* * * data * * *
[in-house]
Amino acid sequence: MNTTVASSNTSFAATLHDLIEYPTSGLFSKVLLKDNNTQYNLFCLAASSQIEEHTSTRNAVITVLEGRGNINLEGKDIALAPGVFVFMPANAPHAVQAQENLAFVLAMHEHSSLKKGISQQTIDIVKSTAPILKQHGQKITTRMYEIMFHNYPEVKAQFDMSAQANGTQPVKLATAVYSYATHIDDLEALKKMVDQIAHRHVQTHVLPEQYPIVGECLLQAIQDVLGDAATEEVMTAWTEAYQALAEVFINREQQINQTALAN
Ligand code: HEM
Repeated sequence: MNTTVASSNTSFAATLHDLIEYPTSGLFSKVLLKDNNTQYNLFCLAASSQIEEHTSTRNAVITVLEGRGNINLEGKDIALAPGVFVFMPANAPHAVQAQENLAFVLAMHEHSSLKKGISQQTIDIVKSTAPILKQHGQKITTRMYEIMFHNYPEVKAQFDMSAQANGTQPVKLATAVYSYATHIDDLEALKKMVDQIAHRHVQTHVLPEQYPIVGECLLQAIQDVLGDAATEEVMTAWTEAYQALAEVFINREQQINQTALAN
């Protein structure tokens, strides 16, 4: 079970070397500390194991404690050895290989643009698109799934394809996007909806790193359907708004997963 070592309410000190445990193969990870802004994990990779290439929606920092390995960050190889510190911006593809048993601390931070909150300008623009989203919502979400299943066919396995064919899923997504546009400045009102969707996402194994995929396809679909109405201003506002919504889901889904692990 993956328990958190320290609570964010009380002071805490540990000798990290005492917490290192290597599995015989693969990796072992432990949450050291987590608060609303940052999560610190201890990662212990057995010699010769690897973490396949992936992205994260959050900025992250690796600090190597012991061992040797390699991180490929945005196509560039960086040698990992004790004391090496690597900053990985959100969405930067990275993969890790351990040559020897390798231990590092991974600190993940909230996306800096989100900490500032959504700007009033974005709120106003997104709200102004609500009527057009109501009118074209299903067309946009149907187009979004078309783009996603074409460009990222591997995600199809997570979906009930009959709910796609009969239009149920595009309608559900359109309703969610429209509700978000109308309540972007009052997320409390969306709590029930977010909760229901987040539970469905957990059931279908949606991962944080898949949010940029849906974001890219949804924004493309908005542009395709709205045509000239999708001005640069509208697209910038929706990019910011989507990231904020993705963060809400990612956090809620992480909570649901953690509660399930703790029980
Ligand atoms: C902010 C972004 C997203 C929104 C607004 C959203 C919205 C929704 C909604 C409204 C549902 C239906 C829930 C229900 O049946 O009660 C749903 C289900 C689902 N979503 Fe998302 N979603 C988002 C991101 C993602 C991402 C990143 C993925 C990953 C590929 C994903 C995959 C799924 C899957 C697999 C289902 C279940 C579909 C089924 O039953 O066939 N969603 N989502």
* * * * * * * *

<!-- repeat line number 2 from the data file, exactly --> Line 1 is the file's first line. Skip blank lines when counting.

Amino acid sequence: MNTTVASSNTSFAATLHDLIEYPTSGLFSKVLLKDNNTQYNLFCLAASSQIEEHTSTRNAVITVLEGRGNINLEGKDIALAPGVFVFMPANAPHAVQAQENLAFVLAMHEHSSLKKGISQQTIDIVKSTAPILKQHGQKITTRMYEIMFHNYPEVKAQFDMSAQANGTQPVKLATAVYSYATHIDDLEALKKMVDQIAHRHVQTHVLPEQYPIVGECLLQAIQDVLGDAATEEVMTAWTEAYQALAEVFINREQQINQTALAN